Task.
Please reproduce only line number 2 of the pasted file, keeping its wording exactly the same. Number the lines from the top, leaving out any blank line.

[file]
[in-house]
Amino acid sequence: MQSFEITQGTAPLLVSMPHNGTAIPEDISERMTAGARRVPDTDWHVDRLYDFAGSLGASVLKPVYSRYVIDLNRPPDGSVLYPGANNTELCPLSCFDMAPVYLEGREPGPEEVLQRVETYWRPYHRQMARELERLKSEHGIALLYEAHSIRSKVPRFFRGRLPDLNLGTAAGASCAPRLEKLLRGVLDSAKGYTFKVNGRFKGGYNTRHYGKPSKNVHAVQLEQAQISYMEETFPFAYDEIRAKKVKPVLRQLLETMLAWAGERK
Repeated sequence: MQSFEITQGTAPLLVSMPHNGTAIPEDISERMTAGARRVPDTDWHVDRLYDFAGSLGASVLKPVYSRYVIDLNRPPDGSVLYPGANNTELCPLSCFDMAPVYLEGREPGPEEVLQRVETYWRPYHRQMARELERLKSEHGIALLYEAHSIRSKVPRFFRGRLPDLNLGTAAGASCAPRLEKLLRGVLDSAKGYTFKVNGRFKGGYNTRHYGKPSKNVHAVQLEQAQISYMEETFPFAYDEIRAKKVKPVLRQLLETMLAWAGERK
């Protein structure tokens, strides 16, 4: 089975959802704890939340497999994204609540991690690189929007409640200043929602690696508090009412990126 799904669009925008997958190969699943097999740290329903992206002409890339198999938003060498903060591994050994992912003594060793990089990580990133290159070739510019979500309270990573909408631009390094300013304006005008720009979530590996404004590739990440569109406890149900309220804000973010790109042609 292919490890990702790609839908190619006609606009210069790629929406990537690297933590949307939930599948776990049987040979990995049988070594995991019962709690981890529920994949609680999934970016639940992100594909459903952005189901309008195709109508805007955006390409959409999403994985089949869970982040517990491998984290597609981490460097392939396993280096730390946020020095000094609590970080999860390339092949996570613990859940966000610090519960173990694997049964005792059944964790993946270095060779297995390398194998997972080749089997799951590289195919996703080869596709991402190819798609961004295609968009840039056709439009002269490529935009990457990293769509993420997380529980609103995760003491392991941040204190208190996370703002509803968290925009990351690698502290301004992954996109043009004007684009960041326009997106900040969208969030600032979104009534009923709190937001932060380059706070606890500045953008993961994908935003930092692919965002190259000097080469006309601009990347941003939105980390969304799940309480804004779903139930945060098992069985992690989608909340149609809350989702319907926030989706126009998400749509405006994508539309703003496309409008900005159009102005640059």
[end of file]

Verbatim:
Amino acid sequence: MQSFEITQGTAPLLVSMPHNGTAIPEDISERMTAGARRVPDTDWHVDRLYDFAGSLGASVLKPVYSRYVIDLNRPPDGSVLYPGANNTELCPLSCFDMAPVYLEGREPGPEEVLQRVETYWRPYHRQMARELERLKSEHGIALLYEAHSIRSKVPRFFRGRLPDLNLGTAAGASCAPRLEKLLRGVLDSAKGYTFKVNGRFKGGYNTRHYGKPSKNVHAVQLEQAQISYMEETFPFAYDEIRAKKVKPVLRQLLETMLAWAGERK